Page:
IT IS IMPOSSIBLE to thank individually all the students who have had a hand in creating this book, and yet it couldn’t have come into being without them. Their constant prompting, doubting, questioning, answering, suggesting, and responding drove me to figure out most of the ideas and observations that have gone into these essays. Their patience with my wacky notions is often astonishing, their willingness to try on difficult ideas and perplexing works gratifying. For every routine comment or piercing query, every bright idea or dull-eyed stare, every wisecrack of theirs or groan at one of mine, every laugh or snarl, every statement praising or dismissing a literary work, I am profoundly grateful. They never let me rest or become complacent. Several students in particular have had a hand in the development of this book, and I wish to single them out for special thanks. Monica Mann’s smart-aleck comment pointed out to me that I have quite a number of little aphorisms about literature, although even then it took several years for me to see the possibilities in the “Quotations of Chairman Tom,” as she called them. Mary Ann Halboth has listened to and commented on much of what became the material of this study, often pushing my ideas well beyond my initial conceptions. Kelly Tobeler and Diane Saylor agreed to be guinea pigs for certain experiments and offered insightful, amazing interpretations of the Katherine Mansfield story; their contributions made my final chapter immeasurably better.
I am deeply indebted to numerous colleagues for their assistance, insight, encouragement, and patience. I especially wish to thank Professors Frederic Svoboda, Stephen Bernstein, Mary Jo Kietzman, and Jan Furman, who read drafts, provided ideas and information, listened to my complaints and obsessions, and offered support and wisdom. Their intelligence, good humor, and generosity have made my efforts lighter and the product greatly improved. To have such brilliant and dedicated colleagues is a genuine gift. They make me sound much smarter than I am. The errors, however, are purely my own.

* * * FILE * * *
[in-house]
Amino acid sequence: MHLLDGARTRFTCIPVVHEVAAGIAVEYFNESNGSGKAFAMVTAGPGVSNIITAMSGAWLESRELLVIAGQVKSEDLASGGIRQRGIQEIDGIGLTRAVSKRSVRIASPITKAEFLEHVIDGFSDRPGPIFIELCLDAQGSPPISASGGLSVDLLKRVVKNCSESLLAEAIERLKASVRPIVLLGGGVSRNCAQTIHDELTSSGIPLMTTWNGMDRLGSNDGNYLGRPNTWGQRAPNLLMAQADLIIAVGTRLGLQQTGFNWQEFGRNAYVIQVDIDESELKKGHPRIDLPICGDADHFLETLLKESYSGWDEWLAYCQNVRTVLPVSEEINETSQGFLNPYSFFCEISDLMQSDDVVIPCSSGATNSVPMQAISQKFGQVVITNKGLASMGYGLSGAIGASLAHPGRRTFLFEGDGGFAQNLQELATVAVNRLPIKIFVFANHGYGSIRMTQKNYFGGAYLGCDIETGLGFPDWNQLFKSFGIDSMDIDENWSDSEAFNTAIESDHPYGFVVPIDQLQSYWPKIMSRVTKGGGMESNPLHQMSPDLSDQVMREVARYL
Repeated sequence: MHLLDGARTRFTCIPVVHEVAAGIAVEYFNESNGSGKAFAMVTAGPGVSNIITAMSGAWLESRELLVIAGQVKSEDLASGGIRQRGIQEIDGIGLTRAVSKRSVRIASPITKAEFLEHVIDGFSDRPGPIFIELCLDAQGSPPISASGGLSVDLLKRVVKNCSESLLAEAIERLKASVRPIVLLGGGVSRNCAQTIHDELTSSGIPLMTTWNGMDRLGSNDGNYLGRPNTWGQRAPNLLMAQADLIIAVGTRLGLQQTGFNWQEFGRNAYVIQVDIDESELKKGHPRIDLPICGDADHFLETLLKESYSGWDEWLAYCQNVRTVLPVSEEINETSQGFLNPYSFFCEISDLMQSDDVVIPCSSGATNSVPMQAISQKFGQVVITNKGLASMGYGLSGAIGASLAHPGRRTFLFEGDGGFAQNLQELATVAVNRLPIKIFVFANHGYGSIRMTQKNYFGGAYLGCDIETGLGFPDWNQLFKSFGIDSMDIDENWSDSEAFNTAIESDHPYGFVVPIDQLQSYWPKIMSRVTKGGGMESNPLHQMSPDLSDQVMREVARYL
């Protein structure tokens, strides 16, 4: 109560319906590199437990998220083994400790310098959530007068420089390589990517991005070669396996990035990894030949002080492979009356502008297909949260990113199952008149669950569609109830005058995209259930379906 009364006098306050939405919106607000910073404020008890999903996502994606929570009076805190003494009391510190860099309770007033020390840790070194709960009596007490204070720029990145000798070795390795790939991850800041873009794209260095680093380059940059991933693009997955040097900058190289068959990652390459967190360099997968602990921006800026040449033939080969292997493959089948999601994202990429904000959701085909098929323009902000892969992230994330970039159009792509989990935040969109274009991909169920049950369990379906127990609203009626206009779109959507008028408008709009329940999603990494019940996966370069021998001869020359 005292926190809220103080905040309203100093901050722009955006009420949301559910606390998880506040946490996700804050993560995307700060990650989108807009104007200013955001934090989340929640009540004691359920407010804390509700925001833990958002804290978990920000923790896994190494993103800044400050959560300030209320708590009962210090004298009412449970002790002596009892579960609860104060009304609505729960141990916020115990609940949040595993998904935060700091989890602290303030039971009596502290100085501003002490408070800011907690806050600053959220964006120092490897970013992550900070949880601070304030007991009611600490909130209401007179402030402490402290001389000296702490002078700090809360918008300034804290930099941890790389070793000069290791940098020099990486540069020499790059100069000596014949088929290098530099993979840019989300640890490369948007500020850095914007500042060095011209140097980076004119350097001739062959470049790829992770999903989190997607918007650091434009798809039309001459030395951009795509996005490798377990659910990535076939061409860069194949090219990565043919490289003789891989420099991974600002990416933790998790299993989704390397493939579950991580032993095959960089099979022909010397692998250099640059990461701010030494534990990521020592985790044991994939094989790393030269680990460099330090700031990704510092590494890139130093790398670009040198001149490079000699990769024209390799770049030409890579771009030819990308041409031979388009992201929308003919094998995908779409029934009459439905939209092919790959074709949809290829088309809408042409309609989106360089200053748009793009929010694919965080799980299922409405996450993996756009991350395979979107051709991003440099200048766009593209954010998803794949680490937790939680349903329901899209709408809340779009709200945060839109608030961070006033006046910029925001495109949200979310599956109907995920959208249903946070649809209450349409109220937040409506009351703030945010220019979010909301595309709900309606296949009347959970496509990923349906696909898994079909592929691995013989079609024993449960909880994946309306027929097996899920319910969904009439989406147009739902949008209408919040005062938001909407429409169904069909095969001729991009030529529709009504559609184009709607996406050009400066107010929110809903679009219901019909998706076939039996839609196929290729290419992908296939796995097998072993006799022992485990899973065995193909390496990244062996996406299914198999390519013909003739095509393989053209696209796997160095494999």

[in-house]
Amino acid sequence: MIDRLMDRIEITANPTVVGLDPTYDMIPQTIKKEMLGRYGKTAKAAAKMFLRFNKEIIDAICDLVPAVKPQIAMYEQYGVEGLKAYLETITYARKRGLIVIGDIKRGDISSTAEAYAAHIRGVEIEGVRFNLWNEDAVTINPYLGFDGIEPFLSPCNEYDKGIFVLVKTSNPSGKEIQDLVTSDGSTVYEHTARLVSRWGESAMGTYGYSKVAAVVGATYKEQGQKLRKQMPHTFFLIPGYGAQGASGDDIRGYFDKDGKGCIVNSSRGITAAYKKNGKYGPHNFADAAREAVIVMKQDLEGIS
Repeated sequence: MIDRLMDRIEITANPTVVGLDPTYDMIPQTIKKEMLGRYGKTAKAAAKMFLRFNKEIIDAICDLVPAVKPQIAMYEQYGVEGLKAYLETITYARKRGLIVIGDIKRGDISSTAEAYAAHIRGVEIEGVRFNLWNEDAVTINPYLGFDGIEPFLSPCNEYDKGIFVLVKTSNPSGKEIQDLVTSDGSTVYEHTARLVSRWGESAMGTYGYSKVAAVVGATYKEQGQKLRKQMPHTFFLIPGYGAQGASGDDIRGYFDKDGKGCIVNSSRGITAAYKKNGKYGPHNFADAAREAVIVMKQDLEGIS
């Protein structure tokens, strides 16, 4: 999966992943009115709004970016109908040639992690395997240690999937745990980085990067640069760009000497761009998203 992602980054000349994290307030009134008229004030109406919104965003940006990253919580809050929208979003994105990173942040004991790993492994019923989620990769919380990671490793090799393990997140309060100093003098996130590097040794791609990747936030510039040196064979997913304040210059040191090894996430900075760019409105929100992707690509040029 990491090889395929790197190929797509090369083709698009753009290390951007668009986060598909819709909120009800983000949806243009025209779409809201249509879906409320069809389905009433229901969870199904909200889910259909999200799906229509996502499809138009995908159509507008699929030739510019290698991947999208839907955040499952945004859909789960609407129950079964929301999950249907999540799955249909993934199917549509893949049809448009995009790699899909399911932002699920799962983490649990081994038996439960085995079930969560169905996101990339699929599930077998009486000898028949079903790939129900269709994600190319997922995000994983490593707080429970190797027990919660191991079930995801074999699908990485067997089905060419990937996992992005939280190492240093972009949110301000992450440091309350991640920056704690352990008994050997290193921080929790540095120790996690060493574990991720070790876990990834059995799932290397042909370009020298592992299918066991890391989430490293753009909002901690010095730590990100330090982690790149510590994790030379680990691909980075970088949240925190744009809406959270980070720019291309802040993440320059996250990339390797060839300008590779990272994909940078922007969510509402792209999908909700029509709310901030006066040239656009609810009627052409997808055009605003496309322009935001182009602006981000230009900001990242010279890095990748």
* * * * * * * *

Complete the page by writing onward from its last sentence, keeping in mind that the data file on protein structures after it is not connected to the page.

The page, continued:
To my agent, Faith Hamlin, and my editor at HarperCollins throughout this revision, Michael Signorelli, many thanks for their belief in the work, as well as for their many constructive criticisms and suggestions.
As ever, I wish to thank my family for their support, patience, and love. My sons Robert and Nathan read chapters, contributed interpretations, and gave me firsthand insights into the student mind. My wife, Brenda, took care of worldly and mundane tasks and made it possible for me to lose myself in the writing. To all three I offer my immense gratitude and love.
And finally I wish to thank my muse. After all these years of reading and writing, I still don’t understand where inspiration comes from, but I am profoundly grateful that it keeps coming.